Grand Riviera Theater

The Grand Riviera Theater was a movie palace theater located at 9222 Grand River Avenue in western Detroit, Michigan. It took its name from Grand River Avenue. It was designated a Michigan State Historic Site in 1980, and listed on the National Register of Historic Places in 1982, but was subsequently demolished in June, 1996.


The Grand Riviera cinema was built in 1925, at a cost of over one million dollars. It seated over 3000, and was the first "atmospheric" theater in Detroit, using lighting, special effects, and interior design to make the audience feel like they were sitting outdoors in a garden.The theater was immediately successful, and in 1927 an 1,800 seat annex was built. In 1957, the Riviera was converted to a stage theater. When the Fisher Theater reopened in 1960, however, the Grand Riviera took a back seat. The building was used for music concerts until it closed in the mid-1970s. Afterward, the structure deteriorated, to the point that it was considered unsafe and demolished in 1996.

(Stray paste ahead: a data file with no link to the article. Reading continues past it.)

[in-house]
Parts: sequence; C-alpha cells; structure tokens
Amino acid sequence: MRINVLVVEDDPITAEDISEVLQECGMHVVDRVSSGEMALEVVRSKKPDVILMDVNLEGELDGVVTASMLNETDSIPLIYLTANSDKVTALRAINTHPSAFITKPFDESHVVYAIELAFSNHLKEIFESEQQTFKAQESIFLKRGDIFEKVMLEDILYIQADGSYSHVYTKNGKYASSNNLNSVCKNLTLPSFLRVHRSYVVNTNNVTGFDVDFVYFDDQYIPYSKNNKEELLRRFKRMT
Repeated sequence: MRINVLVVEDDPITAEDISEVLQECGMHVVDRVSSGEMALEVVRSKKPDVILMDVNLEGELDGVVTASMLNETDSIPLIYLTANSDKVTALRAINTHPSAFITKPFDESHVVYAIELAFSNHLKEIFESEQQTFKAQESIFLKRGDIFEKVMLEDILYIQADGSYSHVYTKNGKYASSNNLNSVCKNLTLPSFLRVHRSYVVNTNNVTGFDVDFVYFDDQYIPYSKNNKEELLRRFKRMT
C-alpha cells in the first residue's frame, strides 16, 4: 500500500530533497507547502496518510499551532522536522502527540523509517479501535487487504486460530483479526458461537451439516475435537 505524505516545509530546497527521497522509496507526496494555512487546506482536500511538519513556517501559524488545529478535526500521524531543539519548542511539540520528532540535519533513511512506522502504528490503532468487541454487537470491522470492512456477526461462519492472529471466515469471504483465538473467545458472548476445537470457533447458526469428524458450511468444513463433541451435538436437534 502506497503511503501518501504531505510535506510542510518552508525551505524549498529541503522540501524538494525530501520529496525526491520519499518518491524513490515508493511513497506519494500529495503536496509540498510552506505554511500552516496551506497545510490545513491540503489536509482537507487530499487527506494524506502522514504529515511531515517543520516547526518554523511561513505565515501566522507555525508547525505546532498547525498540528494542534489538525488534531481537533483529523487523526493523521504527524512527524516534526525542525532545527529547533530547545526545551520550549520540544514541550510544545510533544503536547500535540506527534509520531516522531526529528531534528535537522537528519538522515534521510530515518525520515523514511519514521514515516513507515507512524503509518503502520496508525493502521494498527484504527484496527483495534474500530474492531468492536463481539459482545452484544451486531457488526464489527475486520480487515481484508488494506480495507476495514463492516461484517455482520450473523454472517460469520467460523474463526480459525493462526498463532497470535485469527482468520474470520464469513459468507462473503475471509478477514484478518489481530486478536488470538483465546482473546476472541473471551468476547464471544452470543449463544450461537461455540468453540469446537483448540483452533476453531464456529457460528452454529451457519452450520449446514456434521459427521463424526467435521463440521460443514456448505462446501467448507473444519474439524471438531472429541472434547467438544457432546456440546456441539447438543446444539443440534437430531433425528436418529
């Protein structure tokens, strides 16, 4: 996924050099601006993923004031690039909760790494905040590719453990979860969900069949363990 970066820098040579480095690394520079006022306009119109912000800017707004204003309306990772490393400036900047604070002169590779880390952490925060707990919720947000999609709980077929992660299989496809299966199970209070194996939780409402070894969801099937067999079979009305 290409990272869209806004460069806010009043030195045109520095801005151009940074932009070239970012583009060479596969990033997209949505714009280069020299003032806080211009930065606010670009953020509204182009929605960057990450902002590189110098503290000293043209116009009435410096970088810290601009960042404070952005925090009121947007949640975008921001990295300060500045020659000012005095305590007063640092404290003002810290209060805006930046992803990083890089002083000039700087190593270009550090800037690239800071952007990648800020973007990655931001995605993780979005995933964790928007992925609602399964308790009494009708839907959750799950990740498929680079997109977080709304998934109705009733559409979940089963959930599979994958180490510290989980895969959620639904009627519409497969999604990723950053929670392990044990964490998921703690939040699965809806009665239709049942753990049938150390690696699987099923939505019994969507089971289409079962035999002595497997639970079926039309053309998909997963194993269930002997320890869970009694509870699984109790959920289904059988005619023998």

The Grand Riviera Theater was a three-story structure built from brown brick in an Italian Renaissance Revival and Mediterranean Revival style. An 80 ft octagonal pavilion sat on the corner of the structure. The pavilion had arched, multi-paned windows and substantial cream terra cotta decoration.

To the west of the pavilion was the three-story wing with commercial and office space. To the north was the auditorium section which was built with windowless paneled brick walls.

The interior design and decorations of the Grand Riviera were very ornate. The original "atmospheric" interior elements included a simulated courtyard, a dark blue ceiling with inset electric "stars" and projected moving clouds, and walls with artificial trees and vines.